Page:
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Review: Right Here, Right Now (Vol. 01)

Reviewer: Shannon Fay

Manga-ka: Souya Himawari
Publisher: June
Rating: Older Teen (16+)
Release Date: April 2010

Synopsis: “Mizuo, your average modern day teenager, is mysteriously transported into Feudal Japan and worshipped as a Living Buddha in a time when war is the way of life-so it’s no wonder he’s desperate to return home! But Mizuo soon meets the charismatic leader of the Yamako army, Takakage, whose bravado on the battlefield is matched only by his adoration of Mizuo! When Takakage demands that Mizuo stay and become his personal page, will Mizuo still desire to return home?”

Time travel romance is a tried and true staple of the shojo genre, with Fushigi Yugi, Red River and From Far Away being notable titles. Right Here, Right Now uses a similar template to the aforementioned: an ordinary high schooler gets sent to a distant past/fantasy world, is hailed as a deity of some kind, and falls for a hot local. It works just as well in yaoi as it does in other manga, and Right Here, Right Now looks like a fine addition to the time travel romance (time-rom?) genre.

Mizuo’s family are famous tea ceremony practitioners, but Mizuo is less than impressed. He thinks tea ceremony is for girls and resents being made to practice it all the time. After school one day he ditches practice to go check out an abandoned temple. While sitting in the spot where the giant Buddha statue used to be, Mizuo gets transported back in time. Suddenly he’s surrounded by monks and the local heir, Takakage, is proclaiming Mizuo to be a living Buddha.

Mizuo soon figures out that he’s in feudal Japan during the warring states period. The country that he’s in, Yamako, is under constant attack by the Kitagawas. When Mizuo isn’t being dragged into battle as a morale-boasting symbol for the troops, he has to fend off Takakage’s advances. Gradually however Mizuo comes to admire Takakage. Even though he’s just 15 (like Mizuo) he is dedicated to protecting his land and people. Also, he inspires Mizuo not only to take up archery, but encourages him to take pride in his own skills.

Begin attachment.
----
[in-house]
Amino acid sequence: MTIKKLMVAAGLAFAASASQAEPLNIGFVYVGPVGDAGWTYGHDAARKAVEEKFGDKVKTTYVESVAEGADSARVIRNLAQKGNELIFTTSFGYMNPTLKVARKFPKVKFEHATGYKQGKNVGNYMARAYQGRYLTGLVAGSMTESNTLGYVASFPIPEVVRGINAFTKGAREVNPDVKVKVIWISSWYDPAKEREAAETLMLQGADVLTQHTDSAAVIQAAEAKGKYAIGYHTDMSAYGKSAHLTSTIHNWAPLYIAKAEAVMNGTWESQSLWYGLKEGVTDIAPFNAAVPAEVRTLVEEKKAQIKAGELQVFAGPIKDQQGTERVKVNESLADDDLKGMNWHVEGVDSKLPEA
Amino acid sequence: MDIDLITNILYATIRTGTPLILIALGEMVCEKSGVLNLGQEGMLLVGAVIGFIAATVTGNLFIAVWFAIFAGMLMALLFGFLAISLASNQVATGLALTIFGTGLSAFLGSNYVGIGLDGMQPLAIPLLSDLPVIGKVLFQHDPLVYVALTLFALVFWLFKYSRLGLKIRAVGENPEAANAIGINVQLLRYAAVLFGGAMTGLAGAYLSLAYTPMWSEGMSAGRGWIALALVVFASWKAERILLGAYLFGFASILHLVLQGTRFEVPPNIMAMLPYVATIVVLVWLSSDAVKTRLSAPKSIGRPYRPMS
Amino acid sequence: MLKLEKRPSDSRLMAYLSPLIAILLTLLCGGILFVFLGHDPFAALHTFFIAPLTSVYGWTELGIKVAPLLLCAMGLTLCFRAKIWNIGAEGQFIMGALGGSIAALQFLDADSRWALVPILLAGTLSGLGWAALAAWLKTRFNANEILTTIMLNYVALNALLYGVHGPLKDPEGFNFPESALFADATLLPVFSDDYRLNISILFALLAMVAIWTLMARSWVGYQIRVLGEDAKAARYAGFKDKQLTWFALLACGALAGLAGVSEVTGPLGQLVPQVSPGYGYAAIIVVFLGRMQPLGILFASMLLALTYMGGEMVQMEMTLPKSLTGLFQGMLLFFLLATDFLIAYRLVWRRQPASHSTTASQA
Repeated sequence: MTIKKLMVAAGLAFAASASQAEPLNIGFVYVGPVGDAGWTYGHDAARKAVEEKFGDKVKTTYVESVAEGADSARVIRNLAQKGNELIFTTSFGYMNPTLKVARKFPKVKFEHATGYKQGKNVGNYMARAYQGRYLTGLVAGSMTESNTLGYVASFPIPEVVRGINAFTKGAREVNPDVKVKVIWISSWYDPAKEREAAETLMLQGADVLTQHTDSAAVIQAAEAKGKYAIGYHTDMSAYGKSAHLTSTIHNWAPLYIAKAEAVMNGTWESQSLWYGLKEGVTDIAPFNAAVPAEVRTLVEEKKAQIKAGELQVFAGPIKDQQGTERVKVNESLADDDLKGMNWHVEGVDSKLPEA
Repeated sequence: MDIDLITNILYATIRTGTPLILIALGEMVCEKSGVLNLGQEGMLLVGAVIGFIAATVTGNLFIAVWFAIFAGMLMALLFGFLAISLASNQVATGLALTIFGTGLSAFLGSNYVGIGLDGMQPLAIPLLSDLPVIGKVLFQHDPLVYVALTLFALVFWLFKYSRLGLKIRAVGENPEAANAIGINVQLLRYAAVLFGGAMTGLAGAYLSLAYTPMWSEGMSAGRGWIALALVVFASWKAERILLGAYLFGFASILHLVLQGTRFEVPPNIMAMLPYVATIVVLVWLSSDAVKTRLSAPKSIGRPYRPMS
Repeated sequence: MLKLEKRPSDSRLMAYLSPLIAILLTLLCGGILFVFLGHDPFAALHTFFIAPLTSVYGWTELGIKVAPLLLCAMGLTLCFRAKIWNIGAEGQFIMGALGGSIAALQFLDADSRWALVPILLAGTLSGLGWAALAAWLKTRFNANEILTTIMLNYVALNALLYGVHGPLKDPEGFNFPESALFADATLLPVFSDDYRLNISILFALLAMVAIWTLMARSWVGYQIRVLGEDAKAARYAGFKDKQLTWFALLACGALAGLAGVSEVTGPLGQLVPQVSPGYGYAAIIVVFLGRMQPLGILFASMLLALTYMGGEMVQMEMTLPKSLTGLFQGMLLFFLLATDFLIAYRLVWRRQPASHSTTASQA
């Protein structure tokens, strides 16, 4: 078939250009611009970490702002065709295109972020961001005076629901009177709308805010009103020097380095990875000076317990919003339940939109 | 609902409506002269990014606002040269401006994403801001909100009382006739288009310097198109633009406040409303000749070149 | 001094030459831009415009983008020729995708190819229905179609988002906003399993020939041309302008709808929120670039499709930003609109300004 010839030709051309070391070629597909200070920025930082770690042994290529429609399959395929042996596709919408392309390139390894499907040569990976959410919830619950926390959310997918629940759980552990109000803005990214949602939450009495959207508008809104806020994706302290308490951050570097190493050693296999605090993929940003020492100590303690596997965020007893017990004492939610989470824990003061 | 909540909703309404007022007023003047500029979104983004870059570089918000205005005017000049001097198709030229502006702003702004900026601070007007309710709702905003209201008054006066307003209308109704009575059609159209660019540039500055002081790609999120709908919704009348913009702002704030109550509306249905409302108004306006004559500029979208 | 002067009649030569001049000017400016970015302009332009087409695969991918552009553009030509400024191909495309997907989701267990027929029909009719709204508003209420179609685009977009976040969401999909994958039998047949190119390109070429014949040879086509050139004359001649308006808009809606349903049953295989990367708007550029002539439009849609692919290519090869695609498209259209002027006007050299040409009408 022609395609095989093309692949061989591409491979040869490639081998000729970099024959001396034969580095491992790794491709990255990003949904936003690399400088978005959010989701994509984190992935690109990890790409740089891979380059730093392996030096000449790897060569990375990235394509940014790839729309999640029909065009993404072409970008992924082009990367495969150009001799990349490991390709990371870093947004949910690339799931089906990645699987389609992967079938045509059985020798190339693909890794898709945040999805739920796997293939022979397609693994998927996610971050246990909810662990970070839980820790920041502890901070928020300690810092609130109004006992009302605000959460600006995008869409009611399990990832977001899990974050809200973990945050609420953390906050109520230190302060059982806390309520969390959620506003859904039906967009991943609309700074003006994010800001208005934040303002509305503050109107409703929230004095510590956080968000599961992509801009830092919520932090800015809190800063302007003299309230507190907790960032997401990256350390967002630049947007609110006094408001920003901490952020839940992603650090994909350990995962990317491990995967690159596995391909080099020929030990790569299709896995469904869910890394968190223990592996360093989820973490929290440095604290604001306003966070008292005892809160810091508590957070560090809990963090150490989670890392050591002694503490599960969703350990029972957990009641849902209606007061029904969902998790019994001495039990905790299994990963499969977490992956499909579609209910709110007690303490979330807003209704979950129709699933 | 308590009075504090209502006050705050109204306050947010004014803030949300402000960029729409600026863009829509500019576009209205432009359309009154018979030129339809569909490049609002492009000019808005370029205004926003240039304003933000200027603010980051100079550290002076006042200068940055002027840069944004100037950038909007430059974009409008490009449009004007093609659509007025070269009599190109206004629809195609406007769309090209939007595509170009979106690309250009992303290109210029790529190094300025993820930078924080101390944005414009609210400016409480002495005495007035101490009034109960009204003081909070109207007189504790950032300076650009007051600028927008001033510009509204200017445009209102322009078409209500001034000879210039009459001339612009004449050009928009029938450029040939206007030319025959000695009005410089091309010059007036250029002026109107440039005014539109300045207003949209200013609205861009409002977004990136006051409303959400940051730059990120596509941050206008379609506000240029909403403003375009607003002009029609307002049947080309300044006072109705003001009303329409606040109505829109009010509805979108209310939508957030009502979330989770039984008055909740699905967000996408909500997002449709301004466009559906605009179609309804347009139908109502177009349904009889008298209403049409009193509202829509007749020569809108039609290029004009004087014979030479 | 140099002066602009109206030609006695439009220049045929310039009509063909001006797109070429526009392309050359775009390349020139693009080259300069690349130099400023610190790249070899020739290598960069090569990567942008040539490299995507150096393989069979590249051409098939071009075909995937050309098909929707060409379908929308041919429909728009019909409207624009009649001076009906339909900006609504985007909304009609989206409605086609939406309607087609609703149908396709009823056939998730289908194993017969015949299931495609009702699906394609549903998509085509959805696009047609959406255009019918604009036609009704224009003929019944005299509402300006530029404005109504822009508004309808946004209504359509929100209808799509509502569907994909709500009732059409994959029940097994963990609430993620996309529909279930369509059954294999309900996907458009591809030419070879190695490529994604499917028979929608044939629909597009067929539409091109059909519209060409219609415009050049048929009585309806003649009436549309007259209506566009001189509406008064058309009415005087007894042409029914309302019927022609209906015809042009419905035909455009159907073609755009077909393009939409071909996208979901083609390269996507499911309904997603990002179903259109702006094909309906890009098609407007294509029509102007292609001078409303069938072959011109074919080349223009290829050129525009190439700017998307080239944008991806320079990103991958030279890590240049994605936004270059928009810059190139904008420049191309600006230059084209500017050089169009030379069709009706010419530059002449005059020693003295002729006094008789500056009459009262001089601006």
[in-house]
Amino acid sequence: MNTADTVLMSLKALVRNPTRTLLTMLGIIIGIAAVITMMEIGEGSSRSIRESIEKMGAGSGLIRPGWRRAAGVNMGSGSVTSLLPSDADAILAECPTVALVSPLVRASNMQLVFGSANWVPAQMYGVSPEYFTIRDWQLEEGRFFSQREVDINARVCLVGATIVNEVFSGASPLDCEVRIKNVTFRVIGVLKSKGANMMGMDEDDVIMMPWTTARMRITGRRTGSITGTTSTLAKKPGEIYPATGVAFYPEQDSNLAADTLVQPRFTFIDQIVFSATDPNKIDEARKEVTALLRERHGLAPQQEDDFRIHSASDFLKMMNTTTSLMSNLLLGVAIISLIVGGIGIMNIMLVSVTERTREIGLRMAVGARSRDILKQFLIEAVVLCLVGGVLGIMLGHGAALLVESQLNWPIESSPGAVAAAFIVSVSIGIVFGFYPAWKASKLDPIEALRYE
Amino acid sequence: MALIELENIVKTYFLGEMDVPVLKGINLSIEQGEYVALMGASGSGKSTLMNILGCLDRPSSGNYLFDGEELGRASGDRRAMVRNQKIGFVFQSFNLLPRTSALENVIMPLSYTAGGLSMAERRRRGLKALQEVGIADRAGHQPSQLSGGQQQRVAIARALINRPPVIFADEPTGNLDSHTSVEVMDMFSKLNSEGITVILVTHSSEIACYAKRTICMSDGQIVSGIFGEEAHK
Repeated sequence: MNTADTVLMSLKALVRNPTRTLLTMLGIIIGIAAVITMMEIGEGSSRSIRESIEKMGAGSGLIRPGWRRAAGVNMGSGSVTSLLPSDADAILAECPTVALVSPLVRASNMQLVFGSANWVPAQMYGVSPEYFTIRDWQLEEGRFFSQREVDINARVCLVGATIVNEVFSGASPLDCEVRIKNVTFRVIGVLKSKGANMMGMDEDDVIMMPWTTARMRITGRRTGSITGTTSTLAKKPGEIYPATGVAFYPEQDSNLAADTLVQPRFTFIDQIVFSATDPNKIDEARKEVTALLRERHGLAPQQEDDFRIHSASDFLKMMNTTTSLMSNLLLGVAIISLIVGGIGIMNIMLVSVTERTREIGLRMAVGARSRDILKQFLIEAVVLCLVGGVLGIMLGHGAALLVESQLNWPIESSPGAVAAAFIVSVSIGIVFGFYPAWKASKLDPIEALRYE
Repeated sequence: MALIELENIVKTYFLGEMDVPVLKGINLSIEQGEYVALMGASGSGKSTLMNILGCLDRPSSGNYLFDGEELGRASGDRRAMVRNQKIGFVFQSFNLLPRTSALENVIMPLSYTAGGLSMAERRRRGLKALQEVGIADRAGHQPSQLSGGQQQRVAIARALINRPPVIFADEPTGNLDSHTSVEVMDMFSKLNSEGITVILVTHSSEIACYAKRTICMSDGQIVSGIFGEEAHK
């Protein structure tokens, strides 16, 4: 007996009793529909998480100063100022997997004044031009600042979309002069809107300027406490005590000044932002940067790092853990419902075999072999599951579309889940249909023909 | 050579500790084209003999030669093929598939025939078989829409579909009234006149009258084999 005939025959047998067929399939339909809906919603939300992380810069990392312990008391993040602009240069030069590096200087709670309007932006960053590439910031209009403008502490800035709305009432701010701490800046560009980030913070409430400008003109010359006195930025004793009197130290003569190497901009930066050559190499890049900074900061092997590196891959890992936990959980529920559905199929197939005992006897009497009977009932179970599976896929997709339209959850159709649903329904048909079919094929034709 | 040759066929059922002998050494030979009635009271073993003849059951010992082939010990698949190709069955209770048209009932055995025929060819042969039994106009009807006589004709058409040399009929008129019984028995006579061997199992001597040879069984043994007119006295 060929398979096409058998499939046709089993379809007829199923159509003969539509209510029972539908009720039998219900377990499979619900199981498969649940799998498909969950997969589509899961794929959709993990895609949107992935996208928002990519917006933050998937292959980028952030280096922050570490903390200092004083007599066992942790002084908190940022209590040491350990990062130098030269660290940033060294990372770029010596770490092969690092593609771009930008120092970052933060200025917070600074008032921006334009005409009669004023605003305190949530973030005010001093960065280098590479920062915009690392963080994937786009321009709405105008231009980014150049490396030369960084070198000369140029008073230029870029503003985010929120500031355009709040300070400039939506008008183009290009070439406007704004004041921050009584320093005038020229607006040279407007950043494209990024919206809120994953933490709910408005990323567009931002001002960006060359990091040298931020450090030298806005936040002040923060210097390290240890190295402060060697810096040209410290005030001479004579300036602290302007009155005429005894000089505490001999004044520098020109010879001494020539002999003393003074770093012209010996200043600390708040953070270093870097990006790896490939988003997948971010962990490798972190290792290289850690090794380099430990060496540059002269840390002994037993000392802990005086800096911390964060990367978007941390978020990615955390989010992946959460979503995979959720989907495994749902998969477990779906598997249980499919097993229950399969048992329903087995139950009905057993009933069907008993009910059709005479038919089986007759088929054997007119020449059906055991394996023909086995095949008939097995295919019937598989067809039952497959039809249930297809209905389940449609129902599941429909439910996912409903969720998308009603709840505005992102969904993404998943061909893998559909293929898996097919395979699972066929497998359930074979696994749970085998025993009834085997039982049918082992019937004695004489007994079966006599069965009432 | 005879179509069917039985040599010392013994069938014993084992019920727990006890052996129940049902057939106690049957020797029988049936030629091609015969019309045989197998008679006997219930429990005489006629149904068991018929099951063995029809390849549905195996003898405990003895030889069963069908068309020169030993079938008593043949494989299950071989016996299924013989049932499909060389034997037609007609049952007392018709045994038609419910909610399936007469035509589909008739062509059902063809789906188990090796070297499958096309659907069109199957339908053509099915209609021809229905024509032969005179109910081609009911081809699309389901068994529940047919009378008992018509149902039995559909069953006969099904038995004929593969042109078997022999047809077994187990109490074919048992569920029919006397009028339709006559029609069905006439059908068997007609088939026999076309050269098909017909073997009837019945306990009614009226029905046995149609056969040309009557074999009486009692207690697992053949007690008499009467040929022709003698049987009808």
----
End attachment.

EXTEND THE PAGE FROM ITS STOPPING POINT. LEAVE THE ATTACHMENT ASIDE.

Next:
But, just as Mizuo and Takakage start to grow close, Mizuo is sent back to his own time. While Mizuo is sad to be separated from Takakage, he at least retains the lessons that he learned in the past: thanks to Takakage’s influence, he joins the archery club at school and takes tea ceremony more seriously. Also, he becomes nicer to his friends and parents. This last one may be in part because he’s been missing for the past month: it turns out while he was in the past, a month went by in the real world, making his friends and family worry. This is a nice touch, and highlights one of the strengths of time-travel love stories – the main character is often torn between their friends and family in the present versus being with the one they love in the past. In Right Here, Right Now, the dilemma is a little more understated. Mizuo is happy to be home, but at the same time he would like to see Takakage again.

Mizuo gets his wish when on one of his regular visits to the abandoned shrine he gets sent back to the past. But when he arrives he doesn’t realize how much things have changed, or how Takakage has changed in Mizuo’s absence. Before Mizuo can talk to Takakage he gets kidnapped by bandits and swept up in Yamako’s troubles once again.